The incidence of Fusobacterium necrophorum (Fn) mastoiditis has been shown to increase in the last two decades and is strongly associated with an increased risk of developing SVT 8-12.
The study reviewed our 20-year experience with SVT treatment and outcomes and to compare clinical characteristics of patients with Fn SVT and non-Fn SVT. The current study is a follow-up of our previous publication from 2014 that described our experience with a limited cohort of 24 children 13.
Materials and methods
We reviewed the records of all patients hospitalised and treated for otogenic SVT at a university-affiliated tertiary paediatric care centre from 2000 to 2019. Data collected from medical charts included: symptoms and signs, microbiologic evaluation, thrombophilic evaluation, radiologic findings, medical and surgical treatments and clinical outcome.
Treatment approach for AM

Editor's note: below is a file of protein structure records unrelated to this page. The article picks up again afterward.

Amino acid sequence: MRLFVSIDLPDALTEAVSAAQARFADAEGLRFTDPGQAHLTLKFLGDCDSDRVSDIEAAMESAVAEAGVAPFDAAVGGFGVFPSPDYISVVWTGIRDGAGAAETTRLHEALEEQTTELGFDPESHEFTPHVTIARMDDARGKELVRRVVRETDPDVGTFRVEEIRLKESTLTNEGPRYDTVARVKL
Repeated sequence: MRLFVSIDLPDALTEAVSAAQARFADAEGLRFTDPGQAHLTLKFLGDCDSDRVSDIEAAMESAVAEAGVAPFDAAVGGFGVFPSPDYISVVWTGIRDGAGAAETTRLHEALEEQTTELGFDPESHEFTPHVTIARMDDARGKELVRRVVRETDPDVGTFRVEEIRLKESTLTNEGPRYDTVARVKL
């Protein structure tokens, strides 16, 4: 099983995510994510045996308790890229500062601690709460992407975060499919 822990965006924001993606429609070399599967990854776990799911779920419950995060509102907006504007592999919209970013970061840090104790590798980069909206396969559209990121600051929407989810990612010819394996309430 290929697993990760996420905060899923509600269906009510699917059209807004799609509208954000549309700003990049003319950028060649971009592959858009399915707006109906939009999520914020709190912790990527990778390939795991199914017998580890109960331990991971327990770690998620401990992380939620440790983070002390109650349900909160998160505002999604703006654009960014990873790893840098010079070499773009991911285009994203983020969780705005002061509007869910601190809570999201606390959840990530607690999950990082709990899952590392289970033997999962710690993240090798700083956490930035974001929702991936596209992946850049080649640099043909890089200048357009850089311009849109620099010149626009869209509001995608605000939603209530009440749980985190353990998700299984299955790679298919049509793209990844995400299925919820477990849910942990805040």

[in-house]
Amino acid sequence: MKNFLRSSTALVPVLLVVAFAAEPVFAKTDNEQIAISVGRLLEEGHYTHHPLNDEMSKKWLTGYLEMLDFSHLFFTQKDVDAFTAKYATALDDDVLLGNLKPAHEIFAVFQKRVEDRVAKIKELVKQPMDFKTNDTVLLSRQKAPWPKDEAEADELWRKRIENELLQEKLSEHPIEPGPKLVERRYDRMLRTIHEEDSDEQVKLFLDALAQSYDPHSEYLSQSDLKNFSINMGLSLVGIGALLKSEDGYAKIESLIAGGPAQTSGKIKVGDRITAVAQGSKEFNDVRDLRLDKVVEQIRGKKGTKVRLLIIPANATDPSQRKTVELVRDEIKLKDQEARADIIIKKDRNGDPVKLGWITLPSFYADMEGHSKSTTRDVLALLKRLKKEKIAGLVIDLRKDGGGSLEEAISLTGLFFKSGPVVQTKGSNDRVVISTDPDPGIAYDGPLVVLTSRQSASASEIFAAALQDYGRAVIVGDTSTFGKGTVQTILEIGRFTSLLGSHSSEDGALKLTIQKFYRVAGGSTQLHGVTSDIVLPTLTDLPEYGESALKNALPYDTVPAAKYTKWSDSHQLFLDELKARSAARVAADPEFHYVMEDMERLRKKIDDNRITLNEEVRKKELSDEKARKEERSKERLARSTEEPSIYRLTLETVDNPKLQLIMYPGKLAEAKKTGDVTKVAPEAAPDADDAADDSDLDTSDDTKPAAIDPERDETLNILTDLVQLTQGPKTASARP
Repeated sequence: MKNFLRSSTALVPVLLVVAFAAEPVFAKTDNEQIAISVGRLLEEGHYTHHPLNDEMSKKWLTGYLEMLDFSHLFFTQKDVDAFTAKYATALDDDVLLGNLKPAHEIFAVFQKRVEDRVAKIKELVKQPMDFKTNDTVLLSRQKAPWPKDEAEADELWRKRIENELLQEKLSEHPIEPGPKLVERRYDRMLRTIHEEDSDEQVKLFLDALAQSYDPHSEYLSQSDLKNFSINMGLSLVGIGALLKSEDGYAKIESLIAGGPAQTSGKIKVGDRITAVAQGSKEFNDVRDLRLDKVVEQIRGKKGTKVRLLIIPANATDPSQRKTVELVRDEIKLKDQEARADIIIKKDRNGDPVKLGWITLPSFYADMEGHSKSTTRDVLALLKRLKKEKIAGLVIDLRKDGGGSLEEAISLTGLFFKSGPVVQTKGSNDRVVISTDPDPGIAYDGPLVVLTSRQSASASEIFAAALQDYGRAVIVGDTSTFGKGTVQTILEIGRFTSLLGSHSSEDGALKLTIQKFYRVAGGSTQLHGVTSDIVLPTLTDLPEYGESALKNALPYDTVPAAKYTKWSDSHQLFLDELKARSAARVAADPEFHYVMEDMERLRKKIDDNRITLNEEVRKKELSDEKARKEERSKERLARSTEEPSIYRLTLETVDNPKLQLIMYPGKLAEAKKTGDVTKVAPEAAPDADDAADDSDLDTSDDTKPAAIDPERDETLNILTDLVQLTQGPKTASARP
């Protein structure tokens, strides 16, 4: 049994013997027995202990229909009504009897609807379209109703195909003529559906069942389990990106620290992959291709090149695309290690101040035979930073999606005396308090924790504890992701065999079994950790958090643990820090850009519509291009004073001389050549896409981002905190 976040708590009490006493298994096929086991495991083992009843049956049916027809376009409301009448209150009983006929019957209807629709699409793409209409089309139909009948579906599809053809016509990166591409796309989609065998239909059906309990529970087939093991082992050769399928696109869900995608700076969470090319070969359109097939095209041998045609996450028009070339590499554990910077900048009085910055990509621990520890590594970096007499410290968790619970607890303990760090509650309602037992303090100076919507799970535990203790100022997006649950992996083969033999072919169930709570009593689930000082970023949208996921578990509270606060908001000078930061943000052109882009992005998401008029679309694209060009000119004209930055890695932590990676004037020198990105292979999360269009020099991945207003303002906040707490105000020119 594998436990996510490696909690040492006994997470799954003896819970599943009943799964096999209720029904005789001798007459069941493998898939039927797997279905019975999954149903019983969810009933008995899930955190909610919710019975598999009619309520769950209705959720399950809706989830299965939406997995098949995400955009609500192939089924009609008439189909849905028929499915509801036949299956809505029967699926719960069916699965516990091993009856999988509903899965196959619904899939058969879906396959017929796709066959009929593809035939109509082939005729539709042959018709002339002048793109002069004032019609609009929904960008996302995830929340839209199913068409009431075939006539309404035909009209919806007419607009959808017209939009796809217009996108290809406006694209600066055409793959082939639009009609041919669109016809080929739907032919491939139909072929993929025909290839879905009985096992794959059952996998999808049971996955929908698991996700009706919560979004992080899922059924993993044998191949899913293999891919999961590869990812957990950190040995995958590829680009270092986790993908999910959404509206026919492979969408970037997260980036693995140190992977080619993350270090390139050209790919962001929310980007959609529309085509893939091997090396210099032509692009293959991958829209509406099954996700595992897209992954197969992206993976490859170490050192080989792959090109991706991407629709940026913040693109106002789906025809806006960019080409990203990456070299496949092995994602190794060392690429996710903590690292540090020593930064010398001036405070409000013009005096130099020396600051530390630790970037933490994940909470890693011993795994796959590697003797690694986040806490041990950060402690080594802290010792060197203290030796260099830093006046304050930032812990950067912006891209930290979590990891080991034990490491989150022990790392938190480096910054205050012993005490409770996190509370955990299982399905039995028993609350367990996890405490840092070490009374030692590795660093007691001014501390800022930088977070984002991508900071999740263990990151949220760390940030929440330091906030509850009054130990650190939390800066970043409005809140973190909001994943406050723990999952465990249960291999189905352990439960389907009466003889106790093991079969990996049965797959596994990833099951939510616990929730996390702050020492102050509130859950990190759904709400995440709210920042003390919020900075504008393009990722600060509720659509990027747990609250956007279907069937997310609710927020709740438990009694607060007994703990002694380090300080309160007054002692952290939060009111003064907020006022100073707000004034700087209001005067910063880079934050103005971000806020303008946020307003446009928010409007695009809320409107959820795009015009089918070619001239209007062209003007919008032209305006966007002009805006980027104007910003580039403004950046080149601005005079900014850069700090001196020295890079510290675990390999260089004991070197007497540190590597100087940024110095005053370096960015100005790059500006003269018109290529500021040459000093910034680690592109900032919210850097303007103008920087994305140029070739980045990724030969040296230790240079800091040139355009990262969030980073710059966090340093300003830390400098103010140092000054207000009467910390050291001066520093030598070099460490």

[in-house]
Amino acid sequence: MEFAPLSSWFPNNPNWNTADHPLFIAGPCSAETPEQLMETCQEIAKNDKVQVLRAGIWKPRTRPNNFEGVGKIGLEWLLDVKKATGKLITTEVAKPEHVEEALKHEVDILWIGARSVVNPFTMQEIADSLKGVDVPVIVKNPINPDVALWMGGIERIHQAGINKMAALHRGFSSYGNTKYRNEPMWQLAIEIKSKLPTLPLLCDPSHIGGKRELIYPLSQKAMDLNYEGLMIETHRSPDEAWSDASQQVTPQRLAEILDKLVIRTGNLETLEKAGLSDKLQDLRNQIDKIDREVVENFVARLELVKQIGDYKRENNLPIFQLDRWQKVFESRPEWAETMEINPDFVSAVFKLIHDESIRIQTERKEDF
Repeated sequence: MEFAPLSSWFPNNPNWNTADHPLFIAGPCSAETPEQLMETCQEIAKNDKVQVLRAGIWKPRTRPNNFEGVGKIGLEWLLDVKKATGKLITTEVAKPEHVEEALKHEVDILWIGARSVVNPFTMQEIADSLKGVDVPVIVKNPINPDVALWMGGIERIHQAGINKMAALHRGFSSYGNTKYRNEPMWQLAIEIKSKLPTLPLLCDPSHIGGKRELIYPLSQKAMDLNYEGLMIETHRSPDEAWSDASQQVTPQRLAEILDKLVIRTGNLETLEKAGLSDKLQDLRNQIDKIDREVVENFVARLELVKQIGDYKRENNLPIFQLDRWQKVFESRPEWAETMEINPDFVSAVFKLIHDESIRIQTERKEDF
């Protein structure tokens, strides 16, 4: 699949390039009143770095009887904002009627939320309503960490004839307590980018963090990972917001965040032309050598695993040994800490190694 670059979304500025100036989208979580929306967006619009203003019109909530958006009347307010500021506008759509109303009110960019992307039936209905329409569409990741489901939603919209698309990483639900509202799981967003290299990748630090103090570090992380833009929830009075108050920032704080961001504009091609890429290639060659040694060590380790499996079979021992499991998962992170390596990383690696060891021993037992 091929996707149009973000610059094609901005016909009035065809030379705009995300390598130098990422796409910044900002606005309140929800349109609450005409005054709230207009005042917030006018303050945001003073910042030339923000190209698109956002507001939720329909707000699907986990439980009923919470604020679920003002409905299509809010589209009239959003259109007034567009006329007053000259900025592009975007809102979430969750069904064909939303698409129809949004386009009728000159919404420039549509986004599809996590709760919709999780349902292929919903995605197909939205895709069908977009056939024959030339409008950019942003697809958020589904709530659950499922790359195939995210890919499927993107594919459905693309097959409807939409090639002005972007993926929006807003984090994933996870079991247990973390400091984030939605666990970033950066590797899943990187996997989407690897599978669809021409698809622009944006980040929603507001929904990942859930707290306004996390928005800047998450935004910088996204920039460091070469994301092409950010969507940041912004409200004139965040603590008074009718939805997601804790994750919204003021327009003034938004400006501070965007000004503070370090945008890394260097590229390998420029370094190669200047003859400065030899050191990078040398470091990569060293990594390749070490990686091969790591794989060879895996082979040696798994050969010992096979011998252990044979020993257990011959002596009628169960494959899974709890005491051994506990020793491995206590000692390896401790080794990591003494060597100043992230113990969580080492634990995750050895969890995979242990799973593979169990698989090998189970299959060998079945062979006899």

Children were diagnosed with AM by a paediatric otolaryngologist in the presence of otalgia, fever, signs of AOM, and retro-auricular redness and swelling. Tympanocentesis was performed in cases without spontaneous discharge, and culture was taken for microbiology. If retro-auricular fluctuation was diagnosed, needle aspiration of the pus was performed at admission. According to our departmental imaging protocol for AM, CT was not routinely performed at admission. CT was performed only in patients with a septic appearance at presentation (including high fever, inflammatory indices, haemodynamic instability, or altered mental status), subperiosteal abscess with no response to needle aspiration, or when no clinical or laboratory improvement was observed during 48 h of treatment. CT was always performed with intravenous contrast enhancement. CT findings determined the extent of surgical intervention which included ventilation tube insertion and one of the following options: 1) If CT demonstrated a confined, small abscess without intracranial involvement, we performed incision and drainage of the subperiosteal abscess; 2) If CT demonstrated SVT by signs of dural enhancement and a filling defect of the involved lateral sinus or epidural abscess, the preferred surgical option was cortical mastoidectomy with unroofing of the bony plate covering the sigmoid sinus and epidural space; and 3) all other cases that failed to improve underwent cortical mastoidectomy with drainage of the subperiosteal abscess. MRI is not performed in our institute at the diagnostic stage of AM with SVT and is used mainly as the follow-up imaging modality of choice.